In my current creative thinking around the subject of Hydrocitizenship, I am attempting to weave narratives which complicate our perhaps black and white view of farming activity. Using a narrative of compulsory dipping during the 70's to the early nineties, I draw out a story of ignorance: an ignorance of the OP chemicals that the government were asking farmers to use for twice yearly compulsory dipping, and an ignorance from farmer's about not only the chemicals, but how carefully managed the waste needed to be.
Gwilym explains how before the government grants were introduced 'willy nilly' in the post war period, farming was a much more social activity. Never profitable, but the farmers were their own masters, and they treated their land with respect. Farmers would look out for one another, helping each other out at shearing time to wash the sheep in the rivers, ploughing and 'plygu sietyn' hedge-laying. He suggests that had the grants during this period been for encouraging skills such as hedge-laying, stone walling, clearing ditches etc. the damage might never have occurred. It was during this time that grants were given for clearing hedges, spreading fertilizer, weed-killing etc. and of course, farmer's took the money; but with it came a change in attitude towards the occupation, and farming became less social and more interested in profitability.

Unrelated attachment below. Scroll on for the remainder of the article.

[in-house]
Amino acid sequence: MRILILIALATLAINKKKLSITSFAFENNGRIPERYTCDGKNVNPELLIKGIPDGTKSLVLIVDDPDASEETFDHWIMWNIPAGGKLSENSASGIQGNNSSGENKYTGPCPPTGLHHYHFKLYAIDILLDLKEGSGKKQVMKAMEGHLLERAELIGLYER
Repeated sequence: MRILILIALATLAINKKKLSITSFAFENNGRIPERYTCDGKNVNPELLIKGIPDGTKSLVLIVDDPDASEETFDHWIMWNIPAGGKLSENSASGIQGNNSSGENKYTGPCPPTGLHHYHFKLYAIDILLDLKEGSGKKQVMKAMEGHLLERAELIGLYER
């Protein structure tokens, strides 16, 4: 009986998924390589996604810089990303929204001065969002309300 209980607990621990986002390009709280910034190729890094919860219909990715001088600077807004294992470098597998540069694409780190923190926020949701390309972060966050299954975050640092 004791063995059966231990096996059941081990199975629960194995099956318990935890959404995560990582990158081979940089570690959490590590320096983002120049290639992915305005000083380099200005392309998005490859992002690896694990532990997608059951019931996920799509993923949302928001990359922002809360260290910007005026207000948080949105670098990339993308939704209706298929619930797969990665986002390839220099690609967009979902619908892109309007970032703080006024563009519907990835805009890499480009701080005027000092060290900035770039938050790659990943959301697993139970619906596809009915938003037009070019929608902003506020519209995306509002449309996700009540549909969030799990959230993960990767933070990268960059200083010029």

Gwilym and I stood on the bridge over the river Ceulan, near his home. He mourned the loss of the fish in the river, and wanted to know why they were no longer there. I felt his sadness when he looked over at the clear water. Neither of us had a concrete answer...he told me that when they used to dip the sheep nearby, the river was full of fish. They stopped dipping fifteen years ago and he noticed about five years ago that there were no longer fish here. We walk back to his home, stopping to admire his yearling bulls who are still wearing their winter coats; their hair curled messily on their warm, fluffy heads.
In his house, I admire his collection of photographs on the wall; his many grandchildren and all of their achievements. Nestled amongst them, is a black and white image of his wife, and his wife's friend standing on the bridge that we've just visited; smiling elegantly for the camera. Gwilym talked about how early electricity came to Talybont, and how the mills were the reason for this. Hydro-electricity seemed to be common in and around the village at one point, he told me that he didn't understand why more small-scale hydro-electric schemes weren't installed locally instead of the wind turbines.
There are less of Gwilym's generation left in the local area now. Less farmers who have the skills that would have inevitably been a valued asset to any farming enterprise. Less farmers who remember such drastic changes in not only agricultural policy and agricultural innovation but also in the social aspects of the farming culture. In order to move forwards, we have to look backwards and try not to repeat the mistakes of previous generations.